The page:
- LUTEIN (81 mcg) – A carotenoid (a natural pigment) that may be associated with a lower risk of eye diseases. Lutein is an important antioxidant that may help your eyes stay healthy while maintaining the health of your skin. It provides nutritional support to your eyes and skin and has been linked to promoting healthy eyes through reducing the risk of macular degeneration, the leading cause of blindness in adults 65 years of age and older.
- MAGNESIUM (9.0 mg/2% DV per serving) –An essential mineral for human nutrition. Magnesium in the body serves several important functions: Contraction and relaxation of muscles; Function of certain enzymes in the body; Production and transport of energy; and Production of Protein.
- VITAMIN C (2.6 mg/4% DV per serving) –A water-soluble vitamin that is necessary for normal growth and development. Vitamin C is one of many antioxidants. Antioxidants are nutrients that block some of the damage caused by free radicals, which are by-products that result when our bodies transform food into energy. Vitamin C is required for the growth and repair of tissues in all parts of your body. It is necessary to form collagen, an important protein used to make skin, scar tissue, tendons, ligaments, and blood vessels.
- VITAMIN B6 (0.086 mg/4% DV per serving) –A water-soluble vitamin. Water-soluble vitamins dissolve in water. The body cannot store them. That means you need a continuous supply of such vitamins in your diet. Vitamin B6 helps the immune system produce antibodies. Antibodies are needed to fight many diseases. Vitamin B6 helps maintain normal nerve function and form red blood cells. The body uses it to help break down proteins. The more protein you eat, the more vitamin B6 you need.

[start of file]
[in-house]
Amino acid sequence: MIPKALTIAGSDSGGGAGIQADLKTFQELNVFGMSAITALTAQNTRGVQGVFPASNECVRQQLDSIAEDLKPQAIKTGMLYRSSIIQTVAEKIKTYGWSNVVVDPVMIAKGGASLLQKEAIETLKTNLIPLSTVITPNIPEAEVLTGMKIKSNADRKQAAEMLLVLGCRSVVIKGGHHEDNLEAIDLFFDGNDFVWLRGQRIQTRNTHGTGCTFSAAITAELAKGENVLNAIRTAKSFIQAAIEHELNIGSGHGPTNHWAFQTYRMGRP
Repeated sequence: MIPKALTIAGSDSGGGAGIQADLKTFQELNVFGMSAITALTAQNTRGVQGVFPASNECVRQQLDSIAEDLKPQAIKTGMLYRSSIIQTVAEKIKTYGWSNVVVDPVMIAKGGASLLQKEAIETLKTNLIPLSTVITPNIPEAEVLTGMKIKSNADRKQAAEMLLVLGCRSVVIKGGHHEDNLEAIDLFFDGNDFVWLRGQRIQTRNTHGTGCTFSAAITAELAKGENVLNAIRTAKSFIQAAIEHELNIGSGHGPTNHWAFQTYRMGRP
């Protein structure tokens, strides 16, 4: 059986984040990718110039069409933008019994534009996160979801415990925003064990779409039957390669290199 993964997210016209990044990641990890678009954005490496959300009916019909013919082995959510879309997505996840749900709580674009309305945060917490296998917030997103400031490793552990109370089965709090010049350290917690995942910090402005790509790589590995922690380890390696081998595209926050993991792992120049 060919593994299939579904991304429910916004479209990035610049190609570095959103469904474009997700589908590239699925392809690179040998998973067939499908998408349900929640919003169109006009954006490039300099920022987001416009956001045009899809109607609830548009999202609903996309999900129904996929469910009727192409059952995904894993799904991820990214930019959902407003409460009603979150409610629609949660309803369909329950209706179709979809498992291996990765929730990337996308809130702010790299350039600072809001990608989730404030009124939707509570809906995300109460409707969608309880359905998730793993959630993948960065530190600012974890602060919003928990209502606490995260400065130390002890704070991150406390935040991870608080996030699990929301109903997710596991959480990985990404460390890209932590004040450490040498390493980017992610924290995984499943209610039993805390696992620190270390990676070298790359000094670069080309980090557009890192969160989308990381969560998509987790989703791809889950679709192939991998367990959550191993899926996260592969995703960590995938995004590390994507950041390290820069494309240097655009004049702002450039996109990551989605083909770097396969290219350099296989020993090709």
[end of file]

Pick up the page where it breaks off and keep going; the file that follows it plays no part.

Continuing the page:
Avocados and Your Heart
According to the American Heart Association:
- Knowing which fats raise LDL (bad) cholesterol and which ones don’t is the first step in lowering your risk of heart disease. In addition to the LDL produced naturally by your body, saturated fat, trans-fatty acids and dietary cholesterol can also raise blood cholesterol. Monounsaturated fats and polyunsaturated fats appear to not raise LDL cholesterol.
- Cholesterol can’t dissolve in the blood. It has to be transported to and from the cells by carriers called lipoproteins. Low-density lipoprotein, or LDL, is known as “bad” cholesterol. High-density lipoprotein, or HDL, is known as “good” cholesterol.
Mono and polyunsaturated fats, when consumed in moderation and eaten in place of saturated or trans fats, can help reduce blood cholesterol levels and decrease risk for heart disease. Avocados are one of the few fruits that provide “good” fats Avocados contribute good fats to one’s diet, providing 3g of mono and 0.5g polyunsaturated fat per 1 oz. serving
Avocados can help consumers meet the dietary guidelines of the American Heart Association
American Heart Association recommends to:
- Eat a diet that is low to moderate in fat
- Limit saturated fat intake to less than 7% of total daily calories
- Limit trans fats intake to less than 1% of total daily calories
- Limit cholesterol intake to less than 300 mg per day
A 1-oz. serving of avocado contains 0.5 grams saturated fat and is trans fat- and cholesterol-free. Plus, avocados are also sodium-free.